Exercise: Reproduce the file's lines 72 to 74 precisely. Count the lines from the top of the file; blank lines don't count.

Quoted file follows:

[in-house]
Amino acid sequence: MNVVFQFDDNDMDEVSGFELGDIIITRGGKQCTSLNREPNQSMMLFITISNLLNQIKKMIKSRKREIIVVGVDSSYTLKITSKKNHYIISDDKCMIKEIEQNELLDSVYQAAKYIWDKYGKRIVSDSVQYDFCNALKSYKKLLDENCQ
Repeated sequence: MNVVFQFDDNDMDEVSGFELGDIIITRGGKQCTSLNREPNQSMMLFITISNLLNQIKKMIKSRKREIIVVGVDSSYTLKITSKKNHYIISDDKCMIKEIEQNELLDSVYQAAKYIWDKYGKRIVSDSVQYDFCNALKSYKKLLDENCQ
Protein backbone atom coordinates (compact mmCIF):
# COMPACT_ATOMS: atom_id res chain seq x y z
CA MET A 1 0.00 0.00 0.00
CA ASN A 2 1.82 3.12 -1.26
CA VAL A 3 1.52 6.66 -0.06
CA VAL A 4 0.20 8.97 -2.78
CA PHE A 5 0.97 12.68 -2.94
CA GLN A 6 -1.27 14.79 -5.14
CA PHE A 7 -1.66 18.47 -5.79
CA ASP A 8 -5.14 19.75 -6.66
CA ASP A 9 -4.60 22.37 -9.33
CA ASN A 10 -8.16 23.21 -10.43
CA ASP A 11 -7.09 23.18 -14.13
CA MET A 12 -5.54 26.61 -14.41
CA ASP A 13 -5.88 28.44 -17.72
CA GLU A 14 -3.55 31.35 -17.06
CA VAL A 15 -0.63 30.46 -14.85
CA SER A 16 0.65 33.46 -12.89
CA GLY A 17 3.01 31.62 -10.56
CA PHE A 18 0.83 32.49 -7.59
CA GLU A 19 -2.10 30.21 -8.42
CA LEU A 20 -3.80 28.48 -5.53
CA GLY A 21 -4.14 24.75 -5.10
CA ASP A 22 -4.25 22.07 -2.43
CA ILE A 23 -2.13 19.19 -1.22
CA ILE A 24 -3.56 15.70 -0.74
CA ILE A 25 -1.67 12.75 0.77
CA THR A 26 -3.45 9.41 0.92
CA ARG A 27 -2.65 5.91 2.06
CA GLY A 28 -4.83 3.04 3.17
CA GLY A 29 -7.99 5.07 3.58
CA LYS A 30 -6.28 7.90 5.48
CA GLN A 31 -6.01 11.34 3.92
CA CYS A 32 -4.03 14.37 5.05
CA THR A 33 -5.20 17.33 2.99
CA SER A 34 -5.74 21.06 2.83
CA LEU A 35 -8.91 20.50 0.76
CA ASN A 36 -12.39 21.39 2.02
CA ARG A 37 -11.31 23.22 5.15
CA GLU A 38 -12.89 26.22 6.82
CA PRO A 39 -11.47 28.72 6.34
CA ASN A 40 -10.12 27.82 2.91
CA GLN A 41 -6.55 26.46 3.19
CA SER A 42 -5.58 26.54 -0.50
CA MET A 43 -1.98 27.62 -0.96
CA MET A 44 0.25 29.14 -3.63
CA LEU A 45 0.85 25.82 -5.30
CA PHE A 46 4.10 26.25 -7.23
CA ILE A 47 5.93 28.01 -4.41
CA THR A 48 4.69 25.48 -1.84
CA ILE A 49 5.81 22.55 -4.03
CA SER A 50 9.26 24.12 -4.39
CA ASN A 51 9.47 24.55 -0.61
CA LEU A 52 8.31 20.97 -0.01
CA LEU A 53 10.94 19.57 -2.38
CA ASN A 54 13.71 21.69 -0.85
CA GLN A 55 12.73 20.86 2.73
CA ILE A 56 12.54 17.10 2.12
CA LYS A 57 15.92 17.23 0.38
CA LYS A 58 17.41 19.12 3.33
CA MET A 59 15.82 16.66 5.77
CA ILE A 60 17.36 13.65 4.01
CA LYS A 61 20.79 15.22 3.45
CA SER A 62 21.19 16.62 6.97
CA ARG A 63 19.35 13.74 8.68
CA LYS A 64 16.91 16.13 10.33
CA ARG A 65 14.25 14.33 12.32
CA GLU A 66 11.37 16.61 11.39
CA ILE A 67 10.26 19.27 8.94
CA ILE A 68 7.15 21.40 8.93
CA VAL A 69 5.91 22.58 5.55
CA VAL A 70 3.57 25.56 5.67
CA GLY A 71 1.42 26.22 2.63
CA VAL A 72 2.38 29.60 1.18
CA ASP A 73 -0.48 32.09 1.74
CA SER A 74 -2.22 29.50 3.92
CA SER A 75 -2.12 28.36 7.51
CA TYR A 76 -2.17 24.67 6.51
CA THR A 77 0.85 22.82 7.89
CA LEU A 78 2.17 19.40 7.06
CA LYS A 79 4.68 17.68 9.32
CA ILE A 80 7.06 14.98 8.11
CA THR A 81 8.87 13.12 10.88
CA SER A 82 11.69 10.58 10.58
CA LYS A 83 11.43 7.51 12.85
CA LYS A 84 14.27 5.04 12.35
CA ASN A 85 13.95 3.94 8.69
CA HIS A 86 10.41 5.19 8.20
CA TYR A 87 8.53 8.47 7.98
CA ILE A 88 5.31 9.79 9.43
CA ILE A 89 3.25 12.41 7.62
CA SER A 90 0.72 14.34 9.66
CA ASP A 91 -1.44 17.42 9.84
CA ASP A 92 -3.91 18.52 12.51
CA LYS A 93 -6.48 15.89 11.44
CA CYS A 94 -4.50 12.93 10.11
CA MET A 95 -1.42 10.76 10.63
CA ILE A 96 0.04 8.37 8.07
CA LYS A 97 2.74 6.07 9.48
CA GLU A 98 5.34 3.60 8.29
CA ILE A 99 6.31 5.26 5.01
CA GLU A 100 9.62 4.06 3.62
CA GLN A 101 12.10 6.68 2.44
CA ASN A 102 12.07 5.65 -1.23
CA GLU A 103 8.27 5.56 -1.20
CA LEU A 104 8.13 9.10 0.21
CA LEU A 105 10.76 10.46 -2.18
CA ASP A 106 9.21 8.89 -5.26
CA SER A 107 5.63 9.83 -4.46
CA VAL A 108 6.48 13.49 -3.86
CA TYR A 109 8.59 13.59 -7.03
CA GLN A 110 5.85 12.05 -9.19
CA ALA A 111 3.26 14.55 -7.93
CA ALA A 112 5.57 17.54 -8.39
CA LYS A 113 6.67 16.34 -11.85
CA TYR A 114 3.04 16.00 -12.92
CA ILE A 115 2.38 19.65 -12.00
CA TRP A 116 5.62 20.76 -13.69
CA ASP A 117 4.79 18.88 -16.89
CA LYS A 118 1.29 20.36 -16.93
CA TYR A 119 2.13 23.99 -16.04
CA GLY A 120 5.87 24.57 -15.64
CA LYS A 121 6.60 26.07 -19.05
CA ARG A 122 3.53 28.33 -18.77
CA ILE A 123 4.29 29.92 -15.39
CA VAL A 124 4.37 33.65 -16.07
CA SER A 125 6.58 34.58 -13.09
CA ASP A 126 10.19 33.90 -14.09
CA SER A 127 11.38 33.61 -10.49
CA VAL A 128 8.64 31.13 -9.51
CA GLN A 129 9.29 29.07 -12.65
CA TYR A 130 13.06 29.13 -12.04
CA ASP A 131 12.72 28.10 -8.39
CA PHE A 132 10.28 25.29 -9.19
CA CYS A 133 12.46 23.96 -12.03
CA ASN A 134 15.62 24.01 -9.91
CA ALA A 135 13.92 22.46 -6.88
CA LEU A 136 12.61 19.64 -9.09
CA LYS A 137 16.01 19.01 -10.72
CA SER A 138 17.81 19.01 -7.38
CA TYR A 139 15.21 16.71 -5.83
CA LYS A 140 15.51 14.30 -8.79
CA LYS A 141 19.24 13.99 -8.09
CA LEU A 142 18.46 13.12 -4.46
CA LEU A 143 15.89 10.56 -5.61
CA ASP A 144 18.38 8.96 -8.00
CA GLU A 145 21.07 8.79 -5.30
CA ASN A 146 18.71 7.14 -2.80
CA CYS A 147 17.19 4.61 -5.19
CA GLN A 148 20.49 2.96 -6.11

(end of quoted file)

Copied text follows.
CA ILE A 67 10.26 19.27 8.94
CA ILE A 68 7.15 21.40 8.93
CA VAL A 69 5.91 22.58 5.55